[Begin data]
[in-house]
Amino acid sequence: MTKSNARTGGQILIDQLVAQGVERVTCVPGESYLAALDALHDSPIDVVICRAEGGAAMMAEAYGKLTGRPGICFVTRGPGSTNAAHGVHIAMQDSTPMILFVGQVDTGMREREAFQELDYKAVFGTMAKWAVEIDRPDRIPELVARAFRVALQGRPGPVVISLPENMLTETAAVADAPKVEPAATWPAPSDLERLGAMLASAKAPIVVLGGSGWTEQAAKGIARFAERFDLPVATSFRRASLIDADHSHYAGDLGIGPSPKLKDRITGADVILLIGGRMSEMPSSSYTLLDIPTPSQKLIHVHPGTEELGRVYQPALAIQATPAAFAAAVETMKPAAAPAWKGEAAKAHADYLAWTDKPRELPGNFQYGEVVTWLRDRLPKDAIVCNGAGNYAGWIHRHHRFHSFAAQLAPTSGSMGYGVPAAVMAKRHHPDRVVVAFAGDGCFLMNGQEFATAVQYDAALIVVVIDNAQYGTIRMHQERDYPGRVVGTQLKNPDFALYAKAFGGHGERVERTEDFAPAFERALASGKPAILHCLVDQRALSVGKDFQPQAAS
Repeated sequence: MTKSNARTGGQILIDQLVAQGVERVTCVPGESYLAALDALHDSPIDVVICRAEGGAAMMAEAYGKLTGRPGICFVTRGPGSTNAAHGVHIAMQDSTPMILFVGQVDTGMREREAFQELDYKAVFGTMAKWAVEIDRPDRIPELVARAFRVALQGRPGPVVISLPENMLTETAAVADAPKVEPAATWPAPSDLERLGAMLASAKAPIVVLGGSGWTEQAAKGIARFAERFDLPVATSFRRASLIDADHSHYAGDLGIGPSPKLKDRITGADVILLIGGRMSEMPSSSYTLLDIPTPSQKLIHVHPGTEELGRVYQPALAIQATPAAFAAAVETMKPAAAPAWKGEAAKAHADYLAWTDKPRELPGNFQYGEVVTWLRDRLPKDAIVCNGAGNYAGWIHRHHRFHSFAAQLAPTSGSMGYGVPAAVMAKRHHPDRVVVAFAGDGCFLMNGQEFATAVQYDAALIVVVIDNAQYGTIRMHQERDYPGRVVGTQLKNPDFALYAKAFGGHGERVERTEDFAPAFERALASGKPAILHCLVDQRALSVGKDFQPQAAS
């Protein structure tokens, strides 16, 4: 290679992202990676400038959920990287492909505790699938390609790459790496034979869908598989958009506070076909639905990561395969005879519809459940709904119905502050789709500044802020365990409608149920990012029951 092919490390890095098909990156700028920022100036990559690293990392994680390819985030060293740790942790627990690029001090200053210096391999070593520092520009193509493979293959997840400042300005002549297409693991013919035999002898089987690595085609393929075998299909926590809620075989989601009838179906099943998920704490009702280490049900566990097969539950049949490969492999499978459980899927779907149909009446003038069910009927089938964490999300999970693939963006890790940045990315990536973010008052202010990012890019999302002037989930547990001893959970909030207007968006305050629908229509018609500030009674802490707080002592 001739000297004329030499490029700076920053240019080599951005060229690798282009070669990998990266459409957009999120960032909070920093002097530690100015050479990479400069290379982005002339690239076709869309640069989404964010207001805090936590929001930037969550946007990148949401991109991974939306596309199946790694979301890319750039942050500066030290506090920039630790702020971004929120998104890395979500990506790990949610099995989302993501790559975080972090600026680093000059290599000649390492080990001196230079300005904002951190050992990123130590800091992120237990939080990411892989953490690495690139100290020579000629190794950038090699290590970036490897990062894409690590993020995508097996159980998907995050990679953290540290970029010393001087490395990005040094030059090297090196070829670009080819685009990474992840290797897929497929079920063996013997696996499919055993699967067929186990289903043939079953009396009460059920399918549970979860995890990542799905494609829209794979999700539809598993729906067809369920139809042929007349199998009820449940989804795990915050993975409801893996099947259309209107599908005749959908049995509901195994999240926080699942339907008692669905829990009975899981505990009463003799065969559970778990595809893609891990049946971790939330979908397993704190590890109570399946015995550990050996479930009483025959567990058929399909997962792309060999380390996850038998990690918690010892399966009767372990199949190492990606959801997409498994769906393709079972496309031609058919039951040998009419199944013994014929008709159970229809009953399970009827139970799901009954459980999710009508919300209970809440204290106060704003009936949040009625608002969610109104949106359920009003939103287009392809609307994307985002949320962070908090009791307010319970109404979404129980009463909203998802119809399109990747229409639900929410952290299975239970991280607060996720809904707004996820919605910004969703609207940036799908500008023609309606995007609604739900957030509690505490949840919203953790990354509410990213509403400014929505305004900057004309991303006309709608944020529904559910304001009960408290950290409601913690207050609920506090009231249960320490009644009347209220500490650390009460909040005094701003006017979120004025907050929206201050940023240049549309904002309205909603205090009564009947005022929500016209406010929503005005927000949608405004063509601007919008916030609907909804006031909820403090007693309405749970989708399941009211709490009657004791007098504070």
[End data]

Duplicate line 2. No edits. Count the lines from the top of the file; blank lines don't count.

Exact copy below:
Amino acid sequence: MTKSNARTGGQILIDQLVAQGVERVTCVPGESYLAALDALHDSPIDVVICRAEGGAAMMAEAYGKLTGRPGICFVTRGPGSTNAAHGVHIAMQDSTPMILFVGQVDTGMREREAFQELDYKAVFGTMAKWAVEIDRPDRIPELVARAFRVALQGRPGPVVISLPENMLTETAAVADAPKVEPAATWPAPSDLERLGAMLASAKAPIVVLGGSGWTEQAAKGIARFAERFDLPVATSFRRASLIDADHSHYAGDLGIGPSPKLKDRITGADVILLIGGRMSEMPSSSYTLLDIPTPSQKLIHVHPGTEELGRVYQPALAIQATPAAFAAAVETMKPAAAPAWKGEAAKAHADYLAWTDKPRELPGNFQYGEVVTWLRDRLPKDAIVCNGAGNYAGWIHRHHRFHSFAAQLAPTSGSMGYGVPAAVMAKRHHPDRVVVAFAGDGCFLMNGQEFATAVQYDAALIVVVIDNAQYGTIRMHQERDYPGRVVGTQLKNPDFALYAKAFGGHGERVERTEDFAPAFERALASGKPAILHCLVDQRALSVGKDFQPQAAS